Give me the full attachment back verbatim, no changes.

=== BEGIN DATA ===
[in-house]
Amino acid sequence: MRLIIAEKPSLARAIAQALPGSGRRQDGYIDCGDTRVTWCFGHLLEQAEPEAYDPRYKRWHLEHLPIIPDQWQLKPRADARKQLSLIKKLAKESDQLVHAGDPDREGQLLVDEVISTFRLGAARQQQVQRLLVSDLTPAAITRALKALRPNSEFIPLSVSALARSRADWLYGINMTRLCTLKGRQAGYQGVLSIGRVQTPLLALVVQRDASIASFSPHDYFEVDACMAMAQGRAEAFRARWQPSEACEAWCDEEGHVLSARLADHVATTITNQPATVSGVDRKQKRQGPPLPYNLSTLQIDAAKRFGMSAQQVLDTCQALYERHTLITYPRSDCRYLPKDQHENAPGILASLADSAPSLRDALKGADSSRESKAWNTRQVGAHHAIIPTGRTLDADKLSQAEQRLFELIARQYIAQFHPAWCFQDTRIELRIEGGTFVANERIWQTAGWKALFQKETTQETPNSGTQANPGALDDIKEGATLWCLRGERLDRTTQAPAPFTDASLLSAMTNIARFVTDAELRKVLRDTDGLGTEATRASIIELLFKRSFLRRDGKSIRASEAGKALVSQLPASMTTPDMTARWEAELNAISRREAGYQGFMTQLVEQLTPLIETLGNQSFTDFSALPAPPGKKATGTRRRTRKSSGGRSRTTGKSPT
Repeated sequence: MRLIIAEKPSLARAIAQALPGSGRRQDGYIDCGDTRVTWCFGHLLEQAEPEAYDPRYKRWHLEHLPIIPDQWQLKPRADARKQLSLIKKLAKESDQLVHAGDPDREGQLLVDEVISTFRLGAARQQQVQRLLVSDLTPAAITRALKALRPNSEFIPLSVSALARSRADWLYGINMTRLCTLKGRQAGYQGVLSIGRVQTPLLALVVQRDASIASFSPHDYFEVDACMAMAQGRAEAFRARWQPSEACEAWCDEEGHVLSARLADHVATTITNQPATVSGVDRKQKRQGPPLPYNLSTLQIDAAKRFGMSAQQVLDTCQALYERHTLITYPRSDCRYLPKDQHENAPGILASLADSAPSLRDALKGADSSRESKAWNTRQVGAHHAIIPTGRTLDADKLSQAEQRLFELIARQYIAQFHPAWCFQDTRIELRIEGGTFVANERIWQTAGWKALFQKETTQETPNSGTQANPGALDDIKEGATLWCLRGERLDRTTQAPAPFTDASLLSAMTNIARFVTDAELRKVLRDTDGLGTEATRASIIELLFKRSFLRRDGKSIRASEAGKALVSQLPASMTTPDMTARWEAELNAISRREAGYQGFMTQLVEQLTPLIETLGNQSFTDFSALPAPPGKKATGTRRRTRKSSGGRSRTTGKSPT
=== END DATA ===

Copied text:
[in-house]
Amino acid sequence: MRLIIAEKPSLARAIAQALPGSGRRQDGYIDCGDTRVTWCFGHLLEQAEPEAYDPRYKRWHLEHLPIIPDQWQLKPRADARKQLSLIKKLAKESDQLVHAGDPDREGQLLVDEVISTFRLGAARQQQVQRLLVSDLTPAAITRALKALRPNSEFIPLSVSALARSRADWLYGINMTRLCTLKGRQAGYQGVLSIGRVQTPLLALVVQRDASIASFSPHDYFEVDACMAMAQGRAEAFRARWQPSEACEAWCDEEGHVLSARLADHVATTITNQPATVSGVDRKQKRQGPPLPYNLSTLQIDAAKRFGMSAQQVLDTCQALYERHTLITYPRSDCRYLPKDQHENAPGILASLADSAPSLRDALKGADSSRESKAWNTRQVGAHHAIIPTGRTLDADKLSQAEQRLFELIARQYIAQFHPAWCFQDTRIELRIEGGTFVANERIWQTAGWKALFQKETTQETPNSGTQANPGALDDIKEGATLWCLRGERLDRTTQAPAPFTDASLLSAMTNIARFVTDAELRKVLRDTDGLGTEATRASIIELLFKRSFLRRDGKSIRASEAGKALVSQLPASMTTPDMTARWEAELNAISRREAGYQGFMTQLVEQLTPLIETLGNQSFTDFSALPAPPGKKATGTRRRTRKSSGGRSRTTGKSPT
Repeated sequence: MRLIIAEKPSLARAIAQALPGSGRRQDGYIDCGDTRVTWCFGHLLEQAEPEAYDPRYKRWHLEHLPIIPDQWQLKPRADARKQLSLIKKLAKESDQLVHAGDPDREGQLLVDEVISTFRLGAARQQQVQRLLVSDLTPAAITRALKALRPNSEFIPLSVSALARSRADWLYGINMTRLCTLKGRQAGYQGVLSIGRVQTPLLALVVQRDASIASFSPHDYFEVDACMAMAQGRAEAFRARWQPSEACEAWCDEEGHVLSARLADHVATTITNQPATVSGVDRKQKRQGPPLPYNLSTLQIDAAKRFGMSAQQVLDTCQALYERHTLITYPRSDCRYLPKDQHENAPGILASLADSAPSLRDALKGADSSRESKAWNTRQVGAHHAIIPTGRTLDADKLSQAEQRLFELIARQYIAQFHPAWCFQDTRIELRIEGGTFVANERIWQTAGWKALFQKETTQETPNSGTQANPGALDDIKEGATLWCLRGERLDRTTQAPAPFTDASLLSAMTNIARFVTDAELRKVLRDTDGLGTEATRASIIELLFKRSFLRRDGKSIRASEAGKALVSQLPASMTTPDMTARWEAELNAISRREAGYQGFMTQLVEQLTPLIETLGNQSFTDFSALPAPPGKKATGTRRRTRKSSGGRSRTTGKSPT